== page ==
The powerful storm that pounded California recently seemed like the break the state so desperately needed. But it wasn’t enough. In fact, there is probably no storm capable of washing away California’s water woes, scientists say.
The president-elect is gearing up to cut NASA’s environmental monitoring, which includes the data that’s been used to monitor California’s sinking.
If California gets hit by a strong El Niño with heavy snow and rain, sinking levees in the Central Valley are more likely to fail and send floodwaters racing across farms, highways and neighborhoods.
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California’s historic sinking is starting to hit home – literally. In the El Nido region, homes are beginning to sink and crack.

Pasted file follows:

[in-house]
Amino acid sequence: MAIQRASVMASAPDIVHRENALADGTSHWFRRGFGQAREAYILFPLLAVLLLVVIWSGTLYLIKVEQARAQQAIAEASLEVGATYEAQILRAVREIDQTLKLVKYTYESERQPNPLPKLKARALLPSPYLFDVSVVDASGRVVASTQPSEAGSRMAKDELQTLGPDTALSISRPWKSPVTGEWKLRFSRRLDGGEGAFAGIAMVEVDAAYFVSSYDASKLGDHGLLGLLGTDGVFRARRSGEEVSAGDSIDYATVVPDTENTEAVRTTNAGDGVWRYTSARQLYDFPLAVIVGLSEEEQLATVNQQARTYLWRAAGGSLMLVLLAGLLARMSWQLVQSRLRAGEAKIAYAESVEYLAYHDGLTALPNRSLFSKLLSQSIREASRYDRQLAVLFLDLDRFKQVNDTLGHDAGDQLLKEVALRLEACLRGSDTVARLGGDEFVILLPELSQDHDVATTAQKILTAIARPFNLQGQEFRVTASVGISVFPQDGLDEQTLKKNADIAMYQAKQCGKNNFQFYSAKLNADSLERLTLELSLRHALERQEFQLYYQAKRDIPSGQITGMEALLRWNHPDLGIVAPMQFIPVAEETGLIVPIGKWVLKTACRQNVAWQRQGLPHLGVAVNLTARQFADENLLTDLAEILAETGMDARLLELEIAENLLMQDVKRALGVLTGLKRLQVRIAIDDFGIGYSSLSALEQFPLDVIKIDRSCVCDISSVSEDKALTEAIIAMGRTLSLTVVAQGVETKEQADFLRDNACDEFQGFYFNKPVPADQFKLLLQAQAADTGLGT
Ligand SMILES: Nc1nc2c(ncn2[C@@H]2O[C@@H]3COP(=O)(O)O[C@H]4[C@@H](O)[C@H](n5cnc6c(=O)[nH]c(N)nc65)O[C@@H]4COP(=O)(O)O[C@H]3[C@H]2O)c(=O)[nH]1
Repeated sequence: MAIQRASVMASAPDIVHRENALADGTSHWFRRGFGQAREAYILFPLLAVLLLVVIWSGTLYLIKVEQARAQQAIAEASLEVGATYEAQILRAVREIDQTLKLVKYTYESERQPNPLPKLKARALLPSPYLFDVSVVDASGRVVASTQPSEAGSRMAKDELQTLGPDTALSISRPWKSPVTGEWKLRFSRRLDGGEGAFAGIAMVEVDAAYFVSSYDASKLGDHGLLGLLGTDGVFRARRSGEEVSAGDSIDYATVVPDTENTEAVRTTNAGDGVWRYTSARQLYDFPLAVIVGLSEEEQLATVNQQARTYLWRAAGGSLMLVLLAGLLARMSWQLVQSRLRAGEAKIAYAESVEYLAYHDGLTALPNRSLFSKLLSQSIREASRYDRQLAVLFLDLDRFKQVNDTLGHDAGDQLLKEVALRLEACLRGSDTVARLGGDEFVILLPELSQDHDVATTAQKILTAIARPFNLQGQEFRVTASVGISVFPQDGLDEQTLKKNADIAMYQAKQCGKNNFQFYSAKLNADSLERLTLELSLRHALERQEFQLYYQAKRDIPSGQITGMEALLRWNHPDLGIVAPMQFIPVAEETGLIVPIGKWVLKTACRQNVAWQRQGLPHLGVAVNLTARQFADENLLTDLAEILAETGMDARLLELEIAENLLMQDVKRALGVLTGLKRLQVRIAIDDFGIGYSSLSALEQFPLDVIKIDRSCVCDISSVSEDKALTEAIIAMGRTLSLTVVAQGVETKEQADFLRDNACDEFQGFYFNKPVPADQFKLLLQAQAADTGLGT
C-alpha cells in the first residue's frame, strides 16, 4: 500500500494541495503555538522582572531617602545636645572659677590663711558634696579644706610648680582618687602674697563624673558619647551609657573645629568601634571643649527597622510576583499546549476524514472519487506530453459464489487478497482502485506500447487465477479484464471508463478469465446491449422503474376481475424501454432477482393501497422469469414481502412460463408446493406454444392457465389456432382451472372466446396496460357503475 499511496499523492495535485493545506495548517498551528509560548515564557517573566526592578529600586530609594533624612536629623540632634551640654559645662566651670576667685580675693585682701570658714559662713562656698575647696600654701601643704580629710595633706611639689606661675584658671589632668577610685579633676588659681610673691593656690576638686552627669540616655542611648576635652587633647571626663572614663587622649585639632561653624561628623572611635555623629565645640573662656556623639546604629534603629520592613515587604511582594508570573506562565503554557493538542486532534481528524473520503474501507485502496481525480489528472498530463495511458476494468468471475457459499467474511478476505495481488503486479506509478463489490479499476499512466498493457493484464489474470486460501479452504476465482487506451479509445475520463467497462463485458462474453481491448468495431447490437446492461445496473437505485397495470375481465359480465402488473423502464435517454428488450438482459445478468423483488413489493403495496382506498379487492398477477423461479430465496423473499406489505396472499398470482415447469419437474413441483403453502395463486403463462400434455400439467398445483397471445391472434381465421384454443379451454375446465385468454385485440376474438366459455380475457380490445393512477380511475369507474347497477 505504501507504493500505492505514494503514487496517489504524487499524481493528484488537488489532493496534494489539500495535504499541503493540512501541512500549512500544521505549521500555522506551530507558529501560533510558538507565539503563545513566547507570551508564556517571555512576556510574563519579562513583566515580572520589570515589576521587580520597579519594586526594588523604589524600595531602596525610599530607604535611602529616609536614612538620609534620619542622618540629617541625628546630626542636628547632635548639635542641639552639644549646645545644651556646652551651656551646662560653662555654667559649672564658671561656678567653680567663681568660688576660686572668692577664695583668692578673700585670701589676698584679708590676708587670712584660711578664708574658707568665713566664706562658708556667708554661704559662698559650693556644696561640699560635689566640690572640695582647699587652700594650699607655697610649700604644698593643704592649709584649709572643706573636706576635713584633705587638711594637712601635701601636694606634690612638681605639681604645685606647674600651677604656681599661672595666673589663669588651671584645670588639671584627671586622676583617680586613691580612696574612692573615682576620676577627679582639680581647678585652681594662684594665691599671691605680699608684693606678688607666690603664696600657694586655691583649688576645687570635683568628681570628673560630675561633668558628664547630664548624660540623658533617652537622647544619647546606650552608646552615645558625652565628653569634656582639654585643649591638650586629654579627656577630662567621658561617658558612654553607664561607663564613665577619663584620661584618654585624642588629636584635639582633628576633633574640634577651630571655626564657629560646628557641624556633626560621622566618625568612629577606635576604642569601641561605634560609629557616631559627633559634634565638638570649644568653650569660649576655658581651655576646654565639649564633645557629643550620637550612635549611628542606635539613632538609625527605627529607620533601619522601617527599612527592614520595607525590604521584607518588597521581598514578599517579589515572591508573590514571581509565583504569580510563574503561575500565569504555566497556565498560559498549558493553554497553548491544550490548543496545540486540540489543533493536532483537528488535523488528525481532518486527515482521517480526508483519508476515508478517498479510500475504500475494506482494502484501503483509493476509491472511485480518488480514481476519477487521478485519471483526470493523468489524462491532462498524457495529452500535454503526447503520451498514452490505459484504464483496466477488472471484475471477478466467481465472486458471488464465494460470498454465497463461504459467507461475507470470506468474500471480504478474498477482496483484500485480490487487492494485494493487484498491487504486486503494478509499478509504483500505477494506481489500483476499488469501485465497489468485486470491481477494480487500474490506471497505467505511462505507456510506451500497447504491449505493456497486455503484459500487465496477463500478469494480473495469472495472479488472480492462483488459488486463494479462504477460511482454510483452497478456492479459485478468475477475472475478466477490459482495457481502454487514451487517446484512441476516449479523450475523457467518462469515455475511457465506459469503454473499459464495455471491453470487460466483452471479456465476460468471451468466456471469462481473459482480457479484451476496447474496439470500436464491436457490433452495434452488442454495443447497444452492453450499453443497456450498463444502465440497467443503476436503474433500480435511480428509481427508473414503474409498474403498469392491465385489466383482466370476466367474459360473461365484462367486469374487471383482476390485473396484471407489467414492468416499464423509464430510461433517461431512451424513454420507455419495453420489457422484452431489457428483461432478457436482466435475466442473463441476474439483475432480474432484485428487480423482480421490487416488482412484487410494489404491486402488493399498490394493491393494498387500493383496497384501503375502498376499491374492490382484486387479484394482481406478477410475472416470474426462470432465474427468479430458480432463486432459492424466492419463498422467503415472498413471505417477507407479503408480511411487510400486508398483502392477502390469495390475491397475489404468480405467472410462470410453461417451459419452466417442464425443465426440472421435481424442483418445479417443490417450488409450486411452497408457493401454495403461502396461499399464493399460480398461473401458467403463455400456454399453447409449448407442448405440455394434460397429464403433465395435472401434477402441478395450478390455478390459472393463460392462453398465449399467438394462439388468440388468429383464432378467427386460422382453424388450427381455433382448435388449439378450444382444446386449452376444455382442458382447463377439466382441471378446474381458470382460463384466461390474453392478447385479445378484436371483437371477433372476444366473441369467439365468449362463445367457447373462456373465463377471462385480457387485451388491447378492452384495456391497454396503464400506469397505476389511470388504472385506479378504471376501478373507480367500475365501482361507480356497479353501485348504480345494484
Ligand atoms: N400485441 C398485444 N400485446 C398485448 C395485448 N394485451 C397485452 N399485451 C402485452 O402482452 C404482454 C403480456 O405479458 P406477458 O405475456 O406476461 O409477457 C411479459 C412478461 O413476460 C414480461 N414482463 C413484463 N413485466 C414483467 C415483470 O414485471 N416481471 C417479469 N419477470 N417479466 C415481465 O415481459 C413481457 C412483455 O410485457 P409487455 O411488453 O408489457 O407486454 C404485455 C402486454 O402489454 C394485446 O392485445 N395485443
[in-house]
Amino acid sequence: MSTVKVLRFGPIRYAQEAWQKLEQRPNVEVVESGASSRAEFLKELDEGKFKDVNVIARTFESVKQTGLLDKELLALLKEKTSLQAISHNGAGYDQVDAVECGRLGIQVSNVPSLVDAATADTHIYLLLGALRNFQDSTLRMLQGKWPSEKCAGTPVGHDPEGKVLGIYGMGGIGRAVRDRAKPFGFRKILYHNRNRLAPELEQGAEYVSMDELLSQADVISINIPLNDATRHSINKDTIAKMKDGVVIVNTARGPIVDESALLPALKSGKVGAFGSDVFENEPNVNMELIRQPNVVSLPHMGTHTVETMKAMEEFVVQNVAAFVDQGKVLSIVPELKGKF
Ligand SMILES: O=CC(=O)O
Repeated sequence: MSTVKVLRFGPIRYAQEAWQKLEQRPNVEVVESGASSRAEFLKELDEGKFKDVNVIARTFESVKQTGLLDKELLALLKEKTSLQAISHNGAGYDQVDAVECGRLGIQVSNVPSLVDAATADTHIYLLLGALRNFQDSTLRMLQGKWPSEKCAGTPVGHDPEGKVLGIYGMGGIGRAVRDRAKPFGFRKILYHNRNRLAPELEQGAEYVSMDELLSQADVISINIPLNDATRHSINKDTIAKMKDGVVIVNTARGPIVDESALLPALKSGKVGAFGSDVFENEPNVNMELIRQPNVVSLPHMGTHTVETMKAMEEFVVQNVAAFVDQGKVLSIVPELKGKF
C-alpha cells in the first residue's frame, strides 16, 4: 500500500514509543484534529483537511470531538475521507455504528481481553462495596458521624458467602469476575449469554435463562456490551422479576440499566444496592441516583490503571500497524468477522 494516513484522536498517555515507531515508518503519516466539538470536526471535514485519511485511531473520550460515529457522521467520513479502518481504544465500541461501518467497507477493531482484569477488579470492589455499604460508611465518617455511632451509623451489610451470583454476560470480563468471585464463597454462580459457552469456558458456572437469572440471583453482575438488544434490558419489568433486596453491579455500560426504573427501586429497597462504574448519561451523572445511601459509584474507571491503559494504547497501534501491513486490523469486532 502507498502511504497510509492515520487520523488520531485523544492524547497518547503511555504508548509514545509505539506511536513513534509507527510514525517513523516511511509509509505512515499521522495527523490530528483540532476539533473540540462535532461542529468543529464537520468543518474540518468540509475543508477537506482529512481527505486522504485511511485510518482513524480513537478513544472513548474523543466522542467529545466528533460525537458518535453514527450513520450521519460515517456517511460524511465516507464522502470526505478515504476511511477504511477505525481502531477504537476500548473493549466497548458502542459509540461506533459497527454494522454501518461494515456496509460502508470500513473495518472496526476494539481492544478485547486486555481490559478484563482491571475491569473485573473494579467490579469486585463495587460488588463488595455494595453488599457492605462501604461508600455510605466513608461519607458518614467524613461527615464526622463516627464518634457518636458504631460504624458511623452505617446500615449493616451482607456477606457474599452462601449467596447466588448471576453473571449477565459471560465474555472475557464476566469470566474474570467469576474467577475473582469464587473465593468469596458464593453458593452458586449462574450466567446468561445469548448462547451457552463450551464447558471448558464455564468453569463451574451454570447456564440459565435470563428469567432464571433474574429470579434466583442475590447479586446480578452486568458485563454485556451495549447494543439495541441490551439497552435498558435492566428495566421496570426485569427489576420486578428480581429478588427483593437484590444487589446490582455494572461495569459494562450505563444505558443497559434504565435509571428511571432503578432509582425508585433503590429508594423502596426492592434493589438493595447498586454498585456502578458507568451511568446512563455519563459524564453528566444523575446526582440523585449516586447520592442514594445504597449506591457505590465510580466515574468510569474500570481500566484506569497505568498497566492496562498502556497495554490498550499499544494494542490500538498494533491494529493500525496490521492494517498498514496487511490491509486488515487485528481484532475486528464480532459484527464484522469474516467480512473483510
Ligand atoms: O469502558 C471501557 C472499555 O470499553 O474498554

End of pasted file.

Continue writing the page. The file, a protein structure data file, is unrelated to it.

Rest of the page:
For nearly a century, Californians have drained an incredible amount of water from the ground to grow crops and water landscaping. But the practice is not sustainable, and the water has not returned.
Not too long ago in that idyllic Central Coast city, an overdependence on groundwater became a destructive and expensive problem that today could serve as a warning to cities and counties throughout the state.
While the state’s drought-induced sinking is well known, new details highlight just how severe it has become and how little the government has done to